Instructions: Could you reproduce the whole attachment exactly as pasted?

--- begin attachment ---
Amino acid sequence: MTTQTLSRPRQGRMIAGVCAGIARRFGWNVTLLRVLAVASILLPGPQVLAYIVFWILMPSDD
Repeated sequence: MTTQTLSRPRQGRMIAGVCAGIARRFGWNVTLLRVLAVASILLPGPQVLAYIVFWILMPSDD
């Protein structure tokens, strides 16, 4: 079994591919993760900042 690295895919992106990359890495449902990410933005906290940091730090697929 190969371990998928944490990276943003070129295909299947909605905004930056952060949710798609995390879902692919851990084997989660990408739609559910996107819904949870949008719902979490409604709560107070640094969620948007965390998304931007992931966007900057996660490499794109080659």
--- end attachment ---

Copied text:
Amino acid sequence: MTTQTLSRPRQGRMIAGVCAGIARRFGWNVTLLRVLAVASILLPGPQVLAYIVFWILMPSDD
Repeated sequence: MTTQTLSRPRQGRMIAGVCAGIARRFGWNVTLLRVLAVASILLPGPQVLAYIVFWILMPSDD
């Protein structure tokens, strides 16, 4: 079994591919993760900042 690295895919992106990359890495449902990410933005906290940091730090697929 190969371990998928944490990276943003070129295909299947909605905004930056952060949710798609995390879902692919851990084997989660990408739609559910996107819904949870949008719902979490409604709560107070640094969620948007965390998304931007992931966007900057996660490499794109080659």